Bonds are typically structured as a long-term investment which could have a maturity ranging from 1 to 10 years (some even 30 years!). And due to its nature of fixed interest payment, full principal payback, and government backing (for government-issued bonds), it is generally perceived as a safer financial instrument compared to stocks.

Mutual Funds
If choosing your own stocks, or picking a perfect bond seems too much for you to handle, or you simply don’t have the time to actively manage your own investments, then it is time to call in the professionals. For the same reason you call your plumber to handle your daunting plumbing needs, sometimes it’s best to leave the task at hand to the professionals. Plus, with only $1,000, the idea of hiring a financial advisor doesn’t seem plausible.

Here is where mutual funds come in. Mutual funds (sometimes called unit trusts) are investments that pool money from multiple investors, which will then be used to invest in different financial securities, such as stocks, bonds, or other financial products. Mutual funds are professionally managed by a fund manager, who manages and maintains the fund’s portfolio in accordance with the fund’s investment objectives.

In other words, all you need to decide on is to choose a fund with an investment objective that most closely fits your goal, such as level of return and risk tolerance. Therefore, instead of investing that $1,000 by yourself and dealing with multiple stocks and bonds, you can choose to invest in only one mutual fund, which gives you the same level of exposure and diversification to stocks, bonds, and other financial securities. Not too bad, right?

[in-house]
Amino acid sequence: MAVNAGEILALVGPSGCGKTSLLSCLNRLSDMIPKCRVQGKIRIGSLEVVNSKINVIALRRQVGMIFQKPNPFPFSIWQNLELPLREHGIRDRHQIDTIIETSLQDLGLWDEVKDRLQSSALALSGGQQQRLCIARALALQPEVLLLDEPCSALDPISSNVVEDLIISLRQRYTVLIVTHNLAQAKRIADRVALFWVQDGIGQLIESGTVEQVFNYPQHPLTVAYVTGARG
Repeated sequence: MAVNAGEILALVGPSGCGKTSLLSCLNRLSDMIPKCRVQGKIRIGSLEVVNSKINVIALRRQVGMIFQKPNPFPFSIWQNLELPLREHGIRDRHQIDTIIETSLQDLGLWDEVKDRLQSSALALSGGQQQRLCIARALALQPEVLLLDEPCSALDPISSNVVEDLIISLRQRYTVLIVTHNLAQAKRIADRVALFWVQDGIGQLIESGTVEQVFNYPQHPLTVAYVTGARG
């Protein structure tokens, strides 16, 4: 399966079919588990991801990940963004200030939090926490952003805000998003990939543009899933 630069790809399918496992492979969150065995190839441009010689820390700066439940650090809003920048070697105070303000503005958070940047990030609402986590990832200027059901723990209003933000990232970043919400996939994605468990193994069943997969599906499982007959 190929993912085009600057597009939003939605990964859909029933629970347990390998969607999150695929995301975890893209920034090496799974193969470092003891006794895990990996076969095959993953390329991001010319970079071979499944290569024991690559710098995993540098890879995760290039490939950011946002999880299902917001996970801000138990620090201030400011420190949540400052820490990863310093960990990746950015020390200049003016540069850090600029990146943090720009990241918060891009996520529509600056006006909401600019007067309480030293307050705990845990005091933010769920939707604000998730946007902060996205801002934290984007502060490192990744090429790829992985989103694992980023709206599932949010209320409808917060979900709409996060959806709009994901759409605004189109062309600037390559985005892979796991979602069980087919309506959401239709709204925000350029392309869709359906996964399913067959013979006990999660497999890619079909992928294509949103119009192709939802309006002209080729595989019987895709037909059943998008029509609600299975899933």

However, a mutual fund is not without its cons. As mentioned, since all investment decisions are handled by the manager, you as an investor have little to no say in which stock to invest. On top of that, fund managers are not free, they usually charge a management fee ranging from 0.5% to 1% of the fund’s asset under management (AUM).

If you look around, there are plenty of mutual funds with different investment objectives for you to choose from. It can be an aggressive fund with a heavy allocation on stocks, suitable for young investors with higher risk tolerance. Or, it can be a bond-heavy fund which gives lower returns, but in exchange, enjoys more stability due to its lower risk nature. As discussed earlier, stocks are generally seen as a riskier investment as compared to bonds, which are relatively safe due to their fixed interest income and principal return upon maturity.

Ready, Get Set…
So, how do you invest your first $1,000? Well, there is really not a straightforward answer to that. It really depends on you. What are your goals? Your risk appetite? Do you have the time and energy to actively manage your portfolio? Or do you prefer the “set-and-forget” approach?

Regardless of which approach you ultimately choose, always remember that investing is a marathon, not a sprint. If you got it right on your first $1,000, then congratulations, you can simply rinse and repeat! If not, try again with your second $1,000. We learn from our mistakes and we become better investors through our experiences.

Now, are you ready to invest your first $1,000?